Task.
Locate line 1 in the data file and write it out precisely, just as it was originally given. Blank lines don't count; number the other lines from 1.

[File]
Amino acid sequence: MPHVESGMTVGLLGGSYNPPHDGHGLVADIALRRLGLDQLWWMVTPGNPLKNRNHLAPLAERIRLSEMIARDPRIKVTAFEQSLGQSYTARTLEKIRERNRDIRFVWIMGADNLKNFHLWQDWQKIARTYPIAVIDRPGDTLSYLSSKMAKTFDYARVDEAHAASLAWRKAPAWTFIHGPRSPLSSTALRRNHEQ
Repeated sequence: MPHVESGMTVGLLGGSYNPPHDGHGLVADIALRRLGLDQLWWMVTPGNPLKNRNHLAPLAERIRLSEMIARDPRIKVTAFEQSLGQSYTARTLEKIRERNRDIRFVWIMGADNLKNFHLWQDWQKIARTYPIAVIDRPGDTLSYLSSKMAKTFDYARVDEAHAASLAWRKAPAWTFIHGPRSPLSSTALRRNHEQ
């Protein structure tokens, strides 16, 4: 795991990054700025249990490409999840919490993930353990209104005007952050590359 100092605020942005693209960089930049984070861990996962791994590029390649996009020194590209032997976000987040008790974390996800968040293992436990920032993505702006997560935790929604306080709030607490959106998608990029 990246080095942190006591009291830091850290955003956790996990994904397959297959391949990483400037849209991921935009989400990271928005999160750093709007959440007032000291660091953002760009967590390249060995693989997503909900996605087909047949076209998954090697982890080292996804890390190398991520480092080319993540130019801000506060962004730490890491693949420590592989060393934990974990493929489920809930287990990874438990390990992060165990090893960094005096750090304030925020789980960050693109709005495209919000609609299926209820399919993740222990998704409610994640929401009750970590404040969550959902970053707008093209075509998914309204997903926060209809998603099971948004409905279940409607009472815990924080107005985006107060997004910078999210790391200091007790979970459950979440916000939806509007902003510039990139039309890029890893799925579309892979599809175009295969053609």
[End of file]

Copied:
Amino acid sequence: MPHVESGMTVGLLGGSYNPPHDGHGLVADIALRRLGLDQLWWMVTPGNPLKNRNHLAPLAERIRLSEMIARDPRIKVTAFEQSLGQSYTARTLEKIRERNRDIRFVWIMGADNLKNFHLWQDWQKIARTYPIAVIDRPGDTLSYLSSKMAKTFDYARVDEAHAASLAWRKAPAWTFIHGPRSPLSSTALRRNHEQ